THE FUTURE IS HISTORY
HOW TOTALITARIANISM RECLAIMED RUSSIA
ALSO BY MASHA GESSEN
HOW TOTALITARIANISM RECLAIMED RUSSIA
RIVERHEAD BOOKS NEW YORK 2017
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Verses from "Snow-Clad Is the Plain" by Sergey Yesenin are translated from the Russian by
Library of Congress Cataloging-in-Publication Data
Names: Gessen, Masha, author. Title: The future is history : how totalitarianism reclaimed Russia / Masha Gessen. Other titles: How totalitarianism reclaimed Russia. Description: New York : Riverhead Books, 2017. Includes bibliographical references and
Identifiers: LCCN 2017014363 (print) | LCCN 2017034714 (ebook) | ISBN 9780698406209
(ebook) | ISBN 9781594634536 (hardcover) Subjects: LCSH: Russia (Federation)-Politics and government—1991- | Russia (Federation) —History—1991- | Moscow Region (Russia)-Intellectual life. | Russia (Federation)—
Classification: LCC DK510.763 (ebook) | LCC DK510.763 .G48 2017 (print) | DDC 947.086—
LC record available at https://lccn.loc.gov/2017014363
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IN MEMORY OF SVETLANA BOYM
PART ONE | BORN IN THE USSR
PART TWO | REVOLUTION
PART THREE | UNRAVELING
PART FOUR | RESURRECTION
PART FIVE | PROTEST
PART SIX | CRACKDOWN
seven people act as the main characters of this book, making appearances throughout the narrative. I have used a modified Russian convention to refer to them. As anyone who has ever read a Russian novel knows, Russians have numerous names. A person's legal name is the full first name plus a patronymic—a form of the father's name. In contemporary life, however, the name/patronymic combination is generally reserved for formal occasions and for older people. At the same time, most full names have a variety of diminutives that derive from them. Most Russians have a diminutive that was chosen for them in childhood and continue to use it throughout their lives; most, though not all, diminutives derive clearly from their full name, which can be reverse-engineered from the diminutive. For example, all Sashas are Alexanders; most Mashas are Marias. Children are almost always addressed by their diminutive.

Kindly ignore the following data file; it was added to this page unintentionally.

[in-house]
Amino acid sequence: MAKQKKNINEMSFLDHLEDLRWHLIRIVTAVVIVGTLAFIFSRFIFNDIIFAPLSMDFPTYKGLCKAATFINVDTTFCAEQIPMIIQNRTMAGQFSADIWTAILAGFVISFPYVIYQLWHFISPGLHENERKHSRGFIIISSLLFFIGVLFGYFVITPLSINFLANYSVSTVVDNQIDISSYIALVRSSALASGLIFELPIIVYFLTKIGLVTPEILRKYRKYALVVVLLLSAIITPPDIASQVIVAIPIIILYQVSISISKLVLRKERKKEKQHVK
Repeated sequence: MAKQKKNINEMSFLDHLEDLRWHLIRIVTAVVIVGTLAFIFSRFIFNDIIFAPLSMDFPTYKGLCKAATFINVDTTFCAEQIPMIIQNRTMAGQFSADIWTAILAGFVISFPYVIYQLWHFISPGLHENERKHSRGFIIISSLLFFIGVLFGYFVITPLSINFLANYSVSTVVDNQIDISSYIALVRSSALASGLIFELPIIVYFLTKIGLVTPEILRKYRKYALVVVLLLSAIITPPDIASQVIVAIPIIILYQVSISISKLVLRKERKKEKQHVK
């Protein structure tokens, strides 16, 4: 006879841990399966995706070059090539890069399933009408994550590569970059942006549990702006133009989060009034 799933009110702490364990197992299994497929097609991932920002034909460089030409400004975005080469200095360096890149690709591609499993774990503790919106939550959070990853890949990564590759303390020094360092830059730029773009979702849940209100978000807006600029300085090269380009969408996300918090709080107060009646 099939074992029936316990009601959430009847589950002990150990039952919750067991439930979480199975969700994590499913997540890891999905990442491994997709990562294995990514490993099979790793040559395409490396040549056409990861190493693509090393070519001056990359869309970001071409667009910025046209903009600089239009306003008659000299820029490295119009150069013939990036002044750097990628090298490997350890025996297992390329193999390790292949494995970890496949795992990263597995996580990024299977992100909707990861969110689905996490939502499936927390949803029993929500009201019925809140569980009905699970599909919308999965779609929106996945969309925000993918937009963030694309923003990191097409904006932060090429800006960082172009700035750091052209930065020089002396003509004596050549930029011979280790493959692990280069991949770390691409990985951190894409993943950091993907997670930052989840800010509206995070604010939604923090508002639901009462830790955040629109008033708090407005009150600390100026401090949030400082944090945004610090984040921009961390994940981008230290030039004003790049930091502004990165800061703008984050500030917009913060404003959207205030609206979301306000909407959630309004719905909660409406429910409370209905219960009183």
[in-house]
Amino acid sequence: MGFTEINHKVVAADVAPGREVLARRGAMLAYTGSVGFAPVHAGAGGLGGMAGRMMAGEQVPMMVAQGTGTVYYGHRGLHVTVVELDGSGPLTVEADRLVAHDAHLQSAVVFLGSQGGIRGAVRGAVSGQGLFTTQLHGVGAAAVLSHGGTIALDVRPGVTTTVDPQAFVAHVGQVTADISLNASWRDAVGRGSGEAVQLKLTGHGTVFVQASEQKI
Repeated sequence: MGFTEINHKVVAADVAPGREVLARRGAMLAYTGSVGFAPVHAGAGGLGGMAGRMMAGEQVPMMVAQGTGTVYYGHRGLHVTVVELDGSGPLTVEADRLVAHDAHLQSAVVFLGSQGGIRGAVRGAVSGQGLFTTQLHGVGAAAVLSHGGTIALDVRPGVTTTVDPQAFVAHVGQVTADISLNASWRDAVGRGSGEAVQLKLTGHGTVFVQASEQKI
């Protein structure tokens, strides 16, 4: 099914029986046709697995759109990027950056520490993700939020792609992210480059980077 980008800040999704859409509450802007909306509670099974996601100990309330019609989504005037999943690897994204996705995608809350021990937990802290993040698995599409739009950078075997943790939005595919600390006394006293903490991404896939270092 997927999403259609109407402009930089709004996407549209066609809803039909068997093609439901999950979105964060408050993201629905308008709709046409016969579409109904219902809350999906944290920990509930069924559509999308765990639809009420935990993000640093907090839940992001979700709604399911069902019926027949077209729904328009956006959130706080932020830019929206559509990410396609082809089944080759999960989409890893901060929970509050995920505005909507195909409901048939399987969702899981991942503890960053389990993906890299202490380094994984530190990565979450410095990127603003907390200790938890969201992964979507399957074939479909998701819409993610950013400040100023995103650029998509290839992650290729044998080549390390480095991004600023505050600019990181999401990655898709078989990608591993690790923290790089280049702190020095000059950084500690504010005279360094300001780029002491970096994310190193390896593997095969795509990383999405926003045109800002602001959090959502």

In this book, those who first appear in the story as children are called by their diminutive throughout (e.g., Masha, Lyosha). Those who first appear as adults are called by their full names (e.g., Boris, Tatiana). Those who first appear as older people are introduced by their name and patronymic and referred to by these names for the duration of the book. Below is a list of the main characters. Dozens of other people are mentioned in this book; their names are not on this list because their appearances are episodic.
Boris Nemtsov, father Raisa, mother Dmitry, husband Dina Yakovlevna, grandmother
Masha (b. 1984)
Tatiana, mother Galina Vasilyevna, grandmother Boris Mikhailovich, grandfather Sergei, husband Sasha, son
Seryozha (b. 1982)
Alexander Nikolaevich Yakovlev, grandfather
Lyosha (b. 1985)
Yuri, biological father
Serafima Adamovna, grandmother
Marina Arutyunyan, psychoanalyst
Anna Mikhailovna Pankratova, grandmother Lev Gudkov, sociologist
Alexander Dugin, philosopher, political activist
i have been told many stories about Russia, and I have told a few myself. When I was eleven or twelve, in the late 1970s, my mother told me that the USSR was a totalitarian state—she compared the regime to the Nazi one, an extraordinary act of thought and speech for a Soviet citizen. My parents told me that the Soviet regime would last forever, which was why we had to leave the country.
When I was a young journalist, in the late 1980s, the Soviet regime began to teeter and then collapsed into a pile of rubble, or so the story went. I joined an army of reporters excitedly documenting my country's embrace of freedom and its journey toward democracy.
I spent my thirties and forties documenting the death of a Russian democracy that had never really come to be. Different people were telling different stories about this: many insisted that Russia had merely taken a step back after taking two steps toward democracy; some laid the blame on Vladimir Putin and the KGB, others on a supposed Russian love of the iron fist, and still others on an inconsiderate, imperious West. At one point, I was convinced that I would be writing the story of the decline and fall of the Putin regime. Soon after, I found myself leaving Russia for the second time—this time as a middle-aged person with children. And like my mother before me, I was explaining to my children why we could no longer live in our country.
The specifics were clear ...